Journal Article

Setting biological reference points for Atlantic salmon stocks: transfer of information from data-rich to sparse-data situations by Bayesian hierarchical modelling

Etienne Prévost, Eric Parent, Walter Crozier, Ian Davidson, Jacques Dumas, Gudni Gudbergsson, Kjetil Hindar, Phil McGinnity, Julian MacLean and Leif M Sættem

in ICES Journal of Marine Science

Published on behalf of ICES/CIEM

Volume 60, issue 6, pages 1177-1193
Published in print January 2003 | ISSN: 1054-3139
Published online January 2003 | e-ISSN: 1095-9289 | DOI: http://dx.doi.org/10.1016/j.icesjms.2003.08.001
Setting biological reference points for Atlantic salmon stocks: transfer of information from data-rich to sparse-data situations by Bayesian hierarchical modelling

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We present an application of Bayesian hierarchical modelling of stock–recruitment (SR) relationships aiming at estimating Biological Reference Points (BRP) for European Atlantic salmon (Salmo salar) stocks. The structure of the hierarchical SR model developed distinguishes two nested levels of randomness, within-river and between rivers. It is an extension of the classical Ricker model, where the parameters of the Ricker function are assumed to be different between rivers, but drawn from a common probability distribution conditionally on two covariates: river size and latitude. The output of ultimate interest is the posterior predictive distribution of the SR parameters and their associated BRP for a new river with no SR data.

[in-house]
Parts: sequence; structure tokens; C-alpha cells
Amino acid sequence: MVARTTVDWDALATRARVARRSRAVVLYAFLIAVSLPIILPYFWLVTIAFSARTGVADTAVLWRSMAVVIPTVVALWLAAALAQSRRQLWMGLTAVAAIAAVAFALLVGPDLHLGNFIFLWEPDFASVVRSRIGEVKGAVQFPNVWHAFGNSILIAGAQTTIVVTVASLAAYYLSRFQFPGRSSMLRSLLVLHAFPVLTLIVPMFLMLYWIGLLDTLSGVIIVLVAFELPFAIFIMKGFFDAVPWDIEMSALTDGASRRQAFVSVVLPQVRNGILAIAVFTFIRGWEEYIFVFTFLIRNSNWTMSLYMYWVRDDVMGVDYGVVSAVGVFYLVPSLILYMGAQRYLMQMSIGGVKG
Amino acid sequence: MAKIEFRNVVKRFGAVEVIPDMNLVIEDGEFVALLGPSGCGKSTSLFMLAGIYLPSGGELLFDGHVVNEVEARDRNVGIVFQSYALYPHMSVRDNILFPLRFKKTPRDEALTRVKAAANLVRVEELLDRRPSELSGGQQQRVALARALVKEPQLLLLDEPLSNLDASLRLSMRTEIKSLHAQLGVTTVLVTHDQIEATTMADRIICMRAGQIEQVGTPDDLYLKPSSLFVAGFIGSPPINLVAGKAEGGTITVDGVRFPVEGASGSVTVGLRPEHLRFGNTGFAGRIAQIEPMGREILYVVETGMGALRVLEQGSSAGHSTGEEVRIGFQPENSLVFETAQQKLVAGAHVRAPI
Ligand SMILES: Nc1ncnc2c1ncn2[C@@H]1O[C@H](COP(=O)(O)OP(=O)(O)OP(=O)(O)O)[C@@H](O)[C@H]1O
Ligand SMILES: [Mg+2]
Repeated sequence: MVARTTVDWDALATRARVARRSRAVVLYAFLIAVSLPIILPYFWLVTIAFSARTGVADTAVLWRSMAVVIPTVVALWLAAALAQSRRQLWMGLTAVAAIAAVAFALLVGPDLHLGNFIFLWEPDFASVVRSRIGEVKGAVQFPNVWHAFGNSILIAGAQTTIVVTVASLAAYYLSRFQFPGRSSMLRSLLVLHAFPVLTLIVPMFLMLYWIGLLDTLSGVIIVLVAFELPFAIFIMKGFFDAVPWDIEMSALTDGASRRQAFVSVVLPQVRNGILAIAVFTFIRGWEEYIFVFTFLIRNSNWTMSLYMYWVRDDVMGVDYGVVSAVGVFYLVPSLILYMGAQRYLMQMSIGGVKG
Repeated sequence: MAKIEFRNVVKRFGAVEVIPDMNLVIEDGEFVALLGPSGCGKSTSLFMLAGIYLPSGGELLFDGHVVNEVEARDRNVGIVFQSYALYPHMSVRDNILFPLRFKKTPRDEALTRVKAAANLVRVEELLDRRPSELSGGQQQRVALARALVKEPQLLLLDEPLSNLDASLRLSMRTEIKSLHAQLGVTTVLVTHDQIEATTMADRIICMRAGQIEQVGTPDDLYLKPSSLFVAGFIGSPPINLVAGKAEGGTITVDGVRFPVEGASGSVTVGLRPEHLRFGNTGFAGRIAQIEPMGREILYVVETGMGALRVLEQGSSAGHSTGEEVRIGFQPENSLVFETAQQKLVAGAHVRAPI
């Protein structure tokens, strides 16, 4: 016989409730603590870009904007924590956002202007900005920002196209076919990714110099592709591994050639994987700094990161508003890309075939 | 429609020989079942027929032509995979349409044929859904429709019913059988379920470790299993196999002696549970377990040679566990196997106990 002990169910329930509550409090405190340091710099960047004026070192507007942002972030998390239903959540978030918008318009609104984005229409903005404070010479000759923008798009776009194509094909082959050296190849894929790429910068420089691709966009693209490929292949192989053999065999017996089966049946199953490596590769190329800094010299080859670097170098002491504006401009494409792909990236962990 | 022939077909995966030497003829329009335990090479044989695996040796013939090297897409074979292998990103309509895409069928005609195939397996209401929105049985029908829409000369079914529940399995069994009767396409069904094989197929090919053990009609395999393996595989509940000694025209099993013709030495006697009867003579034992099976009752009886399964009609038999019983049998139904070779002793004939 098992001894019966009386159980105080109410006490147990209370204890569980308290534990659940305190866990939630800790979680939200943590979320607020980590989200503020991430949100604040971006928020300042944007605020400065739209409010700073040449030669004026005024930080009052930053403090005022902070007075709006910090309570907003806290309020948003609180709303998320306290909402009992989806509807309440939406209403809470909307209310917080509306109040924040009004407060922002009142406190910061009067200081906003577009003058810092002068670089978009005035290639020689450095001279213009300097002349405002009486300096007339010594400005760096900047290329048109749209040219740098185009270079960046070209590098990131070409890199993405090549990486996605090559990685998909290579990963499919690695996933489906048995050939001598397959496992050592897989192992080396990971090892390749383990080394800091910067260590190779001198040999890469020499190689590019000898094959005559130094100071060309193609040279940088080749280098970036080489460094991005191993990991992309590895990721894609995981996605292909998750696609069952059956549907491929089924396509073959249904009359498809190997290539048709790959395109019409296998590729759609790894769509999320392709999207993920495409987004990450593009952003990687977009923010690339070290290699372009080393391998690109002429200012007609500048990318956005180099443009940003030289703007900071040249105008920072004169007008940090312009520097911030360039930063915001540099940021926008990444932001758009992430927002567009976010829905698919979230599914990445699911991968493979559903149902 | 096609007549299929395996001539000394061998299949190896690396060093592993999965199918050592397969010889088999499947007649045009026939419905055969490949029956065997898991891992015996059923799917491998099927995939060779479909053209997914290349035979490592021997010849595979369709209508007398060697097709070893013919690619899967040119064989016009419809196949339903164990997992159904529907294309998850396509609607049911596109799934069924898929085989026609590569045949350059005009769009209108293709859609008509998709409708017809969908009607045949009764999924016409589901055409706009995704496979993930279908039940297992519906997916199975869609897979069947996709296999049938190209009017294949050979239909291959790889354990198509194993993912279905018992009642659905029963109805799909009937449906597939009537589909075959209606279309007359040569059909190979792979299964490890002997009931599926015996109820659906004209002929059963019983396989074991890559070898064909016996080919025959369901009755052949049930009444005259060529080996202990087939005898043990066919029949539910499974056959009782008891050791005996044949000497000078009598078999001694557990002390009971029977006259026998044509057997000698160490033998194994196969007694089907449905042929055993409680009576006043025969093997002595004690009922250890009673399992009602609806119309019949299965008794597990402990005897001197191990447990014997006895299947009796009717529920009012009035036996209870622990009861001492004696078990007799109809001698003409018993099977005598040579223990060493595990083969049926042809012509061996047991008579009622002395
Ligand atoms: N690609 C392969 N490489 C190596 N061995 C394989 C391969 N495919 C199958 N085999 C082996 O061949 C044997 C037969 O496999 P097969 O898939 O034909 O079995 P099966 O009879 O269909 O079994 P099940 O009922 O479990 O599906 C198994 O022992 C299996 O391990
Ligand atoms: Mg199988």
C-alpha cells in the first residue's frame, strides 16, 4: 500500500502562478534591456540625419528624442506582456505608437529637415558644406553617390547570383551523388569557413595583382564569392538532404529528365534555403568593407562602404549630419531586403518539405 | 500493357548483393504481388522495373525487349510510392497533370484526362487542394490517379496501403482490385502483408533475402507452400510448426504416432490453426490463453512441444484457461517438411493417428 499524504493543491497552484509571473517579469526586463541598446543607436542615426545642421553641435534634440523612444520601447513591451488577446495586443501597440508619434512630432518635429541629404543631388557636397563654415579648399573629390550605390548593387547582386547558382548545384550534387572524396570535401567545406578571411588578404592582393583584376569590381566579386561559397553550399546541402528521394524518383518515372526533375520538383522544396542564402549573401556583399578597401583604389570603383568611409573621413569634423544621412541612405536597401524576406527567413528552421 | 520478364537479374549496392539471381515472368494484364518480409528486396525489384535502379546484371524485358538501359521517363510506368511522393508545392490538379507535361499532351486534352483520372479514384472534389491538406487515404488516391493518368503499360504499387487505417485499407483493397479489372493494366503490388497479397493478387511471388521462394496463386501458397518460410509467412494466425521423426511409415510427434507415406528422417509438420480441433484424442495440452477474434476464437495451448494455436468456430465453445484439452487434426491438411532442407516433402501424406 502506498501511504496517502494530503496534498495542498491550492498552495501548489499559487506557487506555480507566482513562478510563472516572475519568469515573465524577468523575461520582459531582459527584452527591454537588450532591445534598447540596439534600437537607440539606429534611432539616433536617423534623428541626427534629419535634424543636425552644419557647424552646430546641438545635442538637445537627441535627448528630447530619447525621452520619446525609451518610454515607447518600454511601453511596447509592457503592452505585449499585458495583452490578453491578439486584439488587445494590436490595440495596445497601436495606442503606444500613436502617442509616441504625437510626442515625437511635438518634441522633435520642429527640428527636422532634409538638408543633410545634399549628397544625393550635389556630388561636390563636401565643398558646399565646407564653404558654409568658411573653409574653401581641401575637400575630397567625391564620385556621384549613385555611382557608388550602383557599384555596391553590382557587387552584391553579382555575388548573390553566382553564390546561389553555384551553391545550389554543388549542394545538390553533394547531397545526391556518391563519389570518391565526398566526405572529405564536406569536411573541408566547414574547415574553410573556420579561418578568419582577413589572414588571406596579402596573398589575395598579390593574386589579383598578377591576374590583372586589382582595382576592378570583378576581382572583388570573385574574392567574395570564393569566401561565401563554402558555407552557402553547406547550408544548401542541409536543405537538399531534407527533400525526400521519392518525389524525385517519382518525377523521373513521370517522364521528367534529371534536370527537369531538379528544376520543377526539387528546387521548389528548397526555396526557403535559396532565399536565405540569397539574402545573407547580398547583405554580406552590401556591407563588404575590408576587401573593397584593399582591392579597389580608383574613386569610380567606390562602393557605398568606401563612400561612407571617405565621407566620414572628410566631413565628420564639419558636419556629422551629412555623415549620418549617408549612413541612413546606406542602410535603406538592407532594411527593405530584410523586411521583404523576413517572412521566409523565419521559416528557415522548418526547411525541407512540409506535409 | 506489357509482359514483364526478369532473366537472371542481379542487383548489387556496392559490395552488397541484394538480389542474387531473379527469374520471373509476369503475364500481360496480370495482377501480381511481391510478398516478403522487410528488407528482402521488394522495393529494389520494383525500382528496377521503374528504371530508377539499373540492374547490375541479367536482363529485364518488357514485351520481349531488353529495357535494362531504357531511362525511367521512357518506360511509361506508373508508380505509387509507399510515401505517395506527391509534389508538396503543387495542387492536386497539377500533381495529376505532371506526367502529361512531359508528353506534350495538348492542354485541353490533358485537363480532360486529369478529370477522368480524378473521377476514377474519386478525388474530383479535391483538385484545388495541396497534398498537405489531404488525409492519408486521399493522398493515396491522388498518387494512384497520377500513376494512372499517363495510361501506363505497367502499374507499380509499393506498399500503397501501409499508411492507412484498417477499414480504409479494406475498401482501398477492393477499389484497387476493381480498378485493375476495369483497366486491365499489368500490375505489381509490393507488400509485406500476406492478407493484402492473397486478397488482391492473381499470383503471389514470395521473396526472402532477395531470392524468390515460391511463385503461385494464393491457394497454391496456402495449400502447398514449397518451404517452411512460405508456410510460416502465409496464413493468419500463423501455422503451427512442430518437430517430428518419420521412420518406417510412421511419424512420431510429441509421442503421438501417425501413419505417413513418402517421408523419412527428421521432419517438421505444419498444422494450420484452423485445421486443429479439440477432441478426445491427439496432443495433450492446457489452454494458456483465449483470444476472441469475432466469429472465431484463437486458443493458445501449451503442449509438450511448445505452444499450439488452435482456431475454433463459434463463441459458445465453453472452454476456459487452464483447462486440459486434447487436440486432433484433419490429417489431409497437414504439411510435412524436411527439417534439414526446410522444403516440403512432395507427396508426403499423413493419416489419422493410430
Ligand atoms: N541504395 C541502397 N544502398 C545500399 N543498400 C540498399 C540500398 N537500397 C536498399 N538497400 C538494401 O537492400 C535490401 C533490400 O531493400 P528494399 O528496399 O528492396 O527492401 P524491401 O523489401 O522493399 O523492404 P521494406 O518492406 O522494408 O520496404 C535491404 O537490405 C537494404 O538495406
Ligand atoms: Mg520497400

The flexible framework of the Bayesian hierarchical SR analysis is a step towards making the most comprehensive use of detailed stock monitoring programs for improving management advice. Posterior predictive inferences may be imprecise due to the relative paucity of information introduced in the analysis compared to the variability of the stochastic process modeled. Even in such cases, direct extrapolation of results from local data-rich stocks should be dismissed as it can lead to a major underestimation of our uncertainty about management parameters in sparse-data situations. The aggregation of several stocks under a regional complex improves the precision of the posterior predictive inferences. When several stocks are managed jointly, even imprecise knowledge about each component of the aggregate can be valuable. The introduction of covariates to explain between stock variations provides a significant gain in the precision of the posterior predictive inferences. Because we must be able to measure the covariates for all the stocks of interest, i.e. mostly sparse-data cases, the number of covariates which can be used in practice is limited. The definition of the assemblage of stocks which we model as exchangeable units, conditionally on the covariates, remains the most influential choice to be made when attempting to transfer information from data-rich to sparse-data situations.

Keywords: Atlantic salmon; Bayesian; biological reference points; hierarchical model; stock and recruitment

Journal Article.  8483 words.  Illustrated.

Subjects: Environmental Science ; Marine and Estuarine Biology

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